Resistive random access memory (RRAM) devices with analog resistive switching are expected to be beneficial for neuromorphic applications, and consecutive voltage sweeps or pulses can be applied to change the device conductance and behave synaptic characteristics. In this paper, RRAM devices with a reverse stacking order of 6-nm-thick HfOx and 2-nm-thick AlOx dielectric films were fabricated. The device with TiN/Ti/AlOx/HfOx/TiN stacked layers exhibited digital resistive switching, while the other device with TiN/Ti/HfOx/AlOx/TiN stacked layers could demonstrate synaptic characteristics that were analog set and reset processes under consecutive positive and negative voltage sweeps or a train of potentiation and depression pulses. Moreover, this device could also implement synaptic learning rules, spike-timing-dependent plasticity (STDP). Varying temperature measurements and linear fittings of the measured data were conducted to analyze current conduction mechanisms. As a result, the variation of resistive switching behavior between these two devices is attributed to the varying effectiveness of the oxygen scavenging ability of the Ti layer when put into contact with either AlOx or HfOx. Moreover, AlOx functioned as a diffusion limiting layer (DLL) in the device with TiN/Ti/HfOx/AlOx/TiN stacked layers, and gradual modulation of the production and annihilation of oxygen vacancies is the cause of synaptic characteristics.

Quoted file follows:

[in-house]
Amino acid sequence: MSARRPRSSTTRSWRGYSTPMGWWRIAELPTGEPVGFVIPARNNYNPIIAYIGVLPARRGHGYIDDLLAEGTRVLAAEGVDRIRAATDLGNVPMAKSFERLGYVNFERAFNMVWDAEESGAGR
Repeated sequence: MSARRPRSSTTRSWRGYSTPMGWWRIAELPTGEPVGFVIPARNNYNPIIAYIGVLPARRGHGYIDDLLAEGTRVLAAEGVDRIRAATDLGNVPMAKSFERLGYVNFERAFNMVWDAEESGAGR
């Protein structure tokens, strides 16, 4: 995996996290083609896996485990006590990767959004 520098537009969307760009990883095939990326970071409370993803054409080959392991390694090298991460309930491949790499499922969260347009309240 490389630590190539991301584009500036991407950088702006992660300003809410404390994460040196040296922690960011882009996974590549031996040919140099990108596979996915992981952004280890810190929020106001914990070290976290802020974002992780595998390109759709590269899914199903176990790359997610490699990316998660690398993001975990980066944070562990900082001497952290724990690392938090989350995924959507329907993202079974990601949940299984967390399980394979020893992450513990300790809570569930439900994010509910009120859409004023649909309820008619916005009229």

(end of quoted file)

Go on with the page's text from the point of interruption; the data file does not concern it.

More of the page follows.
- Resistive random access memory (RRAM)
- bilayered dielectric films
- conductive filament (CF)
- diffusion limiting layer (DLL)
- spike-timing-dependent plasticity (STDP)
- synaptic characteristics